I just watched the movie The Fall last night, which was directed by Tarsem Singh.
"In a hospital on the outskirts of 1920s Los Angeles, an injured stuntman begins to tell a fellow patient, a little girl with a broken arm, a fantastical story about 5 mythical heroes. Thanks to his fractured state of mind and her vivid imagination, the line between fiction and reality starts to blur as the tale advances" -- IMDbOne of the heroes in the story is Charles Darwin, who sports a very fluffy and very awesome pink flamingo coat and a bowler hat. He carries around a bag that contains his "colleague" and pet, a monkey named Wallace, who no one but Darwin ever sees, but who whispers ideas to Darwin throughout the movie. You can watch a clip of the movie introducing Darwin here.
Wallace, of course, is in reference to Alfred Russel Wallace, who was also a British naturalist and seldom credidted for his independent development of the theory of natural selection. Darwin and Wallace corresponded via letters over the years and both scientists' thoughts on natural selection were first presented together. A few have suggested there was a conspiracy to rob Wallace of his credit and that Darwin had taken ideas from Wallace to complete his own theory. This must be why the filmaker portrayed the fictionalized Darwin as frequently jotting notes and sketching pictures into his notebook while Wallace the monkey would interject with ideas to help him. At one point in the movie Darwin exclaims, at the immenent demise of Wallace, "I'll tell everyone they were your ideas. They're going to find out that I'm a fraud."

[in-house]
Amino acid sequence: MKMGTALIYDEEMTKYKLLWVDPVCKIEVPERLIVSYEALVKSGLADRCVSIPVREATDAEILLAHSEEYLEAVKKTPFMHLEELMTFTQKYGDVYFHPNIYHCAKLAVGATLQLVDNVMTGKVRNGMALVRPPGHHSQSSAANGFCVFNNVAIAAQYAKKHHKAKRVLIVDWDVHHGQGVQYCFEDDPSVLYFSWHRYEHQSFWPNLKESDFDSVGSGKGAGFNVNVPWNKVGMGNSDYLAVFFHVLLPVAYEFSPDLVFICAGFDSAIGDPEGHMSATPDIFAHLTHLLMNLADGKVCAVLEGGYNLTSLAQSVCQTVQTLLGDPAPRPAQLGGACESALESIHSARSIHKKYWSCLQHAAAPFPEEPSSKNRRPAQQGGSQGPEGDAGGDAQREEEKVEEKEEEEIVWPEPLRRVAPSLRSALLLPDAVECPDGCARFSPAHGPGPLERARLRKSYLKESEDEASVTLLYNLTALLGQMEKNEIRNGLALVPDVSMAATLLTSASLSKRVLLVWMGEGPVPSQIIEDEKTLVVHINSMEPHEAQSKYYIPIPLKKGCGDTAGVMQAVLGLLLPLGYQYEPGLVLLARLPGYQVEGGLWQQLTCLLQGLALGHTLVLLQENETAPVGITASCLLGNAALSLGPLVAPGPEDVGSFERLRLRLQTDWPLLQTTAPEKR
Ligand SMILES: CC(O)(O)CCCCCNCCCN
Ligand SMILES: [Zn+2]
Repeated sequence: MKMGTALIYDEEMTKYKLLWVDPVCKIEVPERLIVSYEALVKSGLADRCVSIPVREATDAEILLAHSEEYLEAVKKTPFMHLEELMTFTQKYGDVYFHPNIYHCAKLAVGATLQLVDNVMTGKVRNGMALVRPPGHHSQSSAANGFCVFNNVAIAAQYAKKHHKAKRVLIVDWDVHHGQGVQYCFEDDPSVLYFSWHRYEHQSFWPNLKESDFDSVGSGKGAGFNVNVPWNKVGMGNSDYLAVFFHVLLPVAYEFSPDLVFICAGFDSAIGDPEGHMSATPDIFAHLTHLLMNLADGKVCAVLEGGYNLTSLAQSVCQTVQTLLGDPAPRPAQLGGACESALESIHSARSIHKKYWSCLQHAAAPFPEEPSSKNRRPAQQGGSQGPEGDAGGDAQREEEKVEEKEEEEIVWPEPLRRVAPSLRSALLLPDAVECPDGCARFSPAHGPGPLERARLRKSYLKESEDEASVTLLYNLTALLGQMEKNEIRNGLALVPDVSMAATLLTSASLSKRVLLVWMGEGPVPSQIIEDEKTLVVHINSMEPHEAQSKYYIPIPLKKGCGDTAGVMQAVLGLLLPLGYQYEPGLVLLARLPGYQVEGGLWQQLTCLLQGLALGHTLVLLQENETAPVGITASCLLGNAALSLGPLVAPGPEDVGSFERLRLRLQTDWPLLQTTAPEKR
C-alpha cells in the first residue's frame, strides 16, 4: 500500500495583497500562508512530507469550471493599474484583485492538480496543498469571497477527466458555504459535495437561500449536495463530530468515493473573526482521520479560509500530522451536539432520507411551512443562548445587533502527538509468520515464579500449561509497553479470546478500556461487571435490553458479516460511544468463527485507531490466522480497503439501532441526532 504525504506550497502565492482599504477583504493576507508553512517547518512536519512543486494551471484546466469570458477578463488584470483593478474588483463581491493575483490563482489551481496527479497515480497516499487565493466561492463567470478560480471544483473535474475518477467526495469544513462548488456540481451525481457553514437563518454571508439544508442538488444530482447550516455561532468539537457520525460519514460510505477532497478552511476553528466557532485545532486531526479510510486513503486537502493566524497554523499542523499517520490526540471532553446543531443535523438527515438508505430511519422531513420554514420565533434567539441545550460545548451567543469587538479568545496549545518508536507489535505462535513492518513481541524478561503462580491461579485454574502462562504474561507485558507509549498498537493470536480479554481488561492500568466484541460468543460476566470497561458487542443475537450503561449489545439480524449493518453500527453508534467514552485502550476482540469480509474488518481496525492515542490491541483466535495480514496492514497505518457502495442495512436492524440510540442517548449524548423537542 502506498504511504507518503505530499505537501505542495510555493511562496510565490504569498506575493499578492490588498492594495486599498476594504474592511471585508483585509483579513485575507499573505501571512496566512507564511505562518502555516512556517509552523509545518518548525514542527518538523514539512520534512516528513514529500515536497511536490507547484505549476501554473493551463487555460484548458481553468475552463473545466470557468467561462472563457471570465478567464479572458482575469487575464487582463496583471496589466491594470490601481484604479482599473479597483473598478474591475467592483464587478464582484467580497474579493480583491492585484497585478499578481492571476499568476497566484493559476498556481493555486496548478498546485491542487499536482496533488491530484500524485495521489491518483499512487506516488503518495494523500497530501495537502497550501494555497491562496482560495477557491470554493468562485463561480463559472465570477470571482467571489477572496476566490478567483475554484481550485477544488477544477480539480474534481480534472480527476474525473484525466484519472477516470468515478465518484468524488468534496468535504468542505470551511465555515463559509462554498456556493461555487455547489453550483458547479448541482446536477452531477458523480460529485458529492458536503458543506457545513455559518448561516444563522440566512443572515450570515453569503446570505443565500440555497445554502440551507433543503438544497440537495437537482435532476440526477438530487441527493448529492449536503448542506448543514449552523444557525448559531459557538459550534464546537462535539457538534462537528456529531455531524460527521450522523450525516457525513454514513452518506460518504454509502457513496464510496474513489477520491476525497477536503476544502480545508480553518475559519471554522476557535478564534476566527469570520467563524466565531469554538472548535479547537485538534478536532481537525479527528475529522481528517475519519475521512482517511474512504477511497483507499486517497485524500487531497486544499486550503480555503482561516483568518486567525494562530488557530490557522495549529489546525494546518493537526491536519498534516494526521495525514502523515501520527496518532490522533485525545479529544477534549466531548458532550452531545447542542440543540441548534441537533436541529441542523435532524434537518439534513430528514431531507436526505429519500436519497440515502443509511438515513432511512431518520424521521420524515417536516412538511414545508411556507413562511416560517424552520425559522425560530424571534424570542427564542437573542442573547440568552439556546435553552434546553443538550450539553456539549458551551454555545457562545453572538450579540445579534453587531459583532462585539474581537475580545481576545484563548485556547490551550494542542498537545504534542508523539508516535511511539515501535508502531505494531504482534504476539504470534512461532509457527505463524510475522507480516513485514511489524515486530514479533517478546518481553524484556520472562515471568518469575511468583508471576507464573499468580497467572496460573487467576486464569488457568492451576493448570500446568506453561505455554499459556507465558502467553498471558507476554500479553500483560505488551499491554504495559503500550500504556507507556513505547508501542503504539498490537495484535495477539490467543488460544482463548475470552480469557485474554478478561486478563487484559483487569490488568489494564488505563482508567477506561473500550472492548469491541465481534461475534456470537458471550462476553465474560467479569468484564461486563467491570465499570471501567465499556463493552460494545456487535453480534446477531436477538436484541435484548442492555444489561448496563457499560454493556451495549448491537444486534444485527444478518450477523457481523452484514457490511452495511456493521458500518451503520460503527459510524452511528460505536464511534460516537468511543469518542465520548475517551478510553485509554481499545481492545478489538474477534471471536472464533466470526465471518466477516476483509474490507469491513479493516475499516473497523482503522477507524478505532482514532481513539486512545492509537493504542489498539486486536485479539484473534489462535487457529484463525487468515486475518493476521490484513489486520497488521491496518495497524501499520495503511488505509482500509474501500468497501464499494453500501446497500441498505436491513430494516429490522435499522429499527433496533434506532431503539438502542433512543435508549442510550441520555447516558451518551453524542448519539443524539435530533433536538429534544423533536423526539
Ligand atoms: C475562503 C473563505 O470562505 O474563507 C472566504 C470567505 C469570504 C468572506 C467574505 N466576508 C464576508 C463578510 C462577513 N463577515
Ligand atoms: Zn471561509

While many scholars have refuted this dynamic (this Wallace FAQ is a good reference for questions about Wallace) and I would never call Darwin a fraud, I enjoyed the movie The Fall and I liked the portrayal of Darwin. It's a refreshing change to see him shown as young and cavalier in his flamboyant coat than how one usually sees him depicted as a solemn bearded old man.